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Biden Signs Law To Prevent Rail Strike, Which Trade Groups Said Could Have Devastated the Retail Industry

President Biden prevented what could have been a disastrous rail strike ahead of the holiday season.

The senate on Thursday passed a bill to make the rail strike illegal, which the President signed into law on Friday. The action came as the threat of a strike loomed after only eight out of 12 rail unions ratified an employment contract. The rest, petitioning for paid sick leave days, refused to sign and threatened to strike.

If management and all of the unions failed to meet at an agreement, a strike could have commenced as early as Dec. 9, with the unions that have already ratified agreements joining in at the picket line.

As a strike loomed, retail trade groups warned about the disastrous impact a U.S. rail worker strike could have on the economy and the industry and urged the government to act quickly.

A strike would threaten supply chain recovery across the country and leave retailers without a crucial avenue for shipping and transporting their goods moving into the holiday season. In the absence of rail access, retailers would need to utilize shipping alternatives such as planes and trucks.

“It would be devastating for our economy at a time like this to see any stoppage in the shipment of goods by rail,” said president and CEO of the National Retail Federation Matthew Shay in a Tuesday call with media discussing sales results for Thanksgiving weekend. “We rely on [rail shipping]. It would cost our economy billions of dollars a day. It’s the worst possible time for this to happen.”

A strike could have cost the U.S. economy $2 billion a day, the Association of American Railroads (AAR) estimated. AAR and other trade groups have previously recommended that Congress impose recommendations for resolution via the Presidential Emergency Board (PEB), which was created to help settle the dispute.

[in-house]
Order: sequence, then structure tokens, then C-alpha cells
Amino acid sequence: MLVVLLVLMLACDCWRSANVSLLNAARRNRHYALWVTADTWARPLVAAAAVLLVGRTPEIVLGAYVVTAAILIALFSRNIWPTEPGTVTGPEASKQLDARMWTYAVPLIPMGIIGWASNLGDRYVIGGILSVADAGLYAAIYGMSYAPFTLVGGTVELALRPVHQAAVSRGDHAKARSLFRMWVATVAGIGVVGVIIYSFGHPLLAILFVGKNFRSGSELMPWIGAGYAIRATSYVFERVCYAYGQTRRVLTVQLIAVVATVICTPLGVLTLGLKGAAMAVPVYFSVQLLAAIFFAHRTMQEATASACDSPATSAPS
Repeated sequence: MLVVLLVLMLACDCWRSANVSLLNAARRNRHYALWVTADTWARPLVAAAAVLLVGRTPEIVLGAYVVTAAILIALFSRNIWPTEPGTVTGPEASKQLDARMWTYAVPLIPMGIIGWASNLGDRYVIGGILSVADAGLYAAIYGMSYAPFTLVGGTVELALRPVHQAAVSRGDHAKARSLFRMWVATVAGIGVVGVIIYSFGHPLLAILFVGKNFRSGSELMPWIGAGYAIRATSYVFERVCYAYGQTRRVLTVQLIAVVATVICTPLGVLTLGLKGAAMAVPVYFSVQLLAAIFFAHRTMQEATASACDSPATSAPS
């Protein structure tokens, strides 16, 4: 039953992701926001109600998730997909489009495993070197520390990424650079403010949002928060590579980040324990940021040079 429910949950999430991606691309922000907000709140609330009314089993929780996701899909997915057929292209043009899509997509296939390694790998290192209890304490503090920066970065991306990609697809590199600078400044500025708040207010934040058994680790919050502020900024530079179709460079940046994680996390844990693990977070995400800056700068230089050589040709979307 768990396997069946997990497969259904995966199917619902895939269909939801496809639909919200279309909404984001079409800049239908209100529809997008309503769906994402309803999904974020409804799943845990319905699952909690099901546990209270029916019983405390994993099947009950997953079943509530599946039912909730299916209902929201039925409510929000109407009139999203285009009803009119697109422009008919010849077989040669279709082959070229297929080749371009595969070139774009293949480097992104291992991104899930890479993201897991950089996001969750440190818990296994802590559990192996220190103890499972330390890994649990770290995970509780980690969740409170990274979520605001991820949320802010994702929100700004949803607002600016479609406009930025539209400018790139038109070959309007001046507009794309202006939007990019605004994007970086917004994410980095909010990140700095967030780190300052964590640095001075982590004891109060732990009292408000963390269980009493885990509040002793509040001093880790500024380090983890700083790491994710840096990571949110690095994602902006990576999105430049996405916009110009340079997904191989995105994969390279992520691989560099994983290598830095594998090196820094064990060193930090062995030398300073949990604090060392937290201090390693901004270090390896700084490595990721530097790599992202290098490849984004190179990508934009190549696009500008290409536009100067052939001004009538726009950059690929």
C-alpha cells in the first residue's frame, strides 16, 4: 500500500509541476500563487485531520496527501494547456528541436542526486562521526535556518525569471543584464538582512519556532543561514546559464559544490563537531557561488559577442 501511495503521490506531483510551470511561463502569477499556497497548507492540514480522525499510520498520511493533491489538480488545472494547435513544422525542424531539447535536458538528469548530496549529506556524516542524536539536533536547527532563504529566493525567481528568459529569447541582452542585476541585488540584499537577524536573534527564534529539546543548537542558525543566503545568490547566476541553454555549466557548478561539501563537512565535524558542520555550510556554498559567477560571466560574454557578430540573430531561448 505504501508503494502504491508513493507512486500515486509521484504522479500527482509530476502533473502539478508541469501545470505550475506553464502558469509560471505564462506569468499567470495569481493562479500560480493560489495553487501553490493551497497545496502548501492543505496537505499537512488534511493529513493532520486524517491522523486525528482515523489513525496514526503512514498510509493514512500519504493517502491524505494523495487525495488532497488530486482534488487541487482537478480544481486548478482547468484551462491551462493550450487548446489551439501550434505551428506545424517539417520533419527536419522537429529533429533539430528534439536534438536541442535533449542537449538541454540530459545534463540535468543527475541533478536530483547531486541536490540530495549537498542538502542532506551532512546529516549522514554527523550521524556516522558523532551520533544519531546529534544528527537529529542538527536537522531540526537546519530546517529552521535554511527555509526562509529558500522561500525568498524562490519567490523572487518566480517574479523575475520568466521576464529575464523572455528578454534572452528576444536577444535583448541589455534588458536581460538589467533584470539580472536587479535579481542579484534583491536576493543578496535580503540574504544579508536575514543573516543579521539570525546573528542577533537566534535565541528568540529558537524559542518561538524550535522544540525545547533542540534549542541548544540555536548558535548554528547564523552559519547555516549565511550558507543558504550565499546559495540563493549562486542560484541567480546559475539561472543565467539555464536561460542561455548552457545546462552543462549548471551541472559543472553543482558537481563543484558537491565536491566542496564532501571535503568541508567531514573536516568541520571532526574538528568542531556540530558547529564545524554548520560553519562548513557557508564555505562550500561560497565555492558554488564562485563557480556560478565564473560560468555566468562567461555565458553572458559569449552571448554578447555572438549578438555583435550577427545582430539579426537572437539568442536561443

President Biden called on Congress to pass legislation to approve a tentative agreement between workers and railroad management, a move that was met with praise from industry trade groups. In a statement, the president said the shutdowns could result in 765,000 Americans) including rail workers) out of a job in the first two weeks of the strike.

The Footwear Distributors & Retailers of America (FDRA) has also urged Congress to help avoid a rail strike and is currently encouraging its members to email Congress to urge them to take action to prevent a strike.

“Shutting down freight rail right before the holiday season would be devastating for American families and businesses,” said FDRA’s VP of government affairs Thomas Crockett in a statement. “It would create uncertainty, drive up costs, and worsen inflation. Congress must be prepared to take action to ensure a railroad strike does not happen.”

The American Apparel and Footwear Association also urged the government to help resolve to the disputes to avoid a strike as well.

“Rail is an essential part of the eco-system that helps you get dressed every day. Approximately 30% of clothes, shoes, and accessories move by rail, ” said Steve Lamar, AAFA president and CEO, in a letter to the U.S. House of Representatives.

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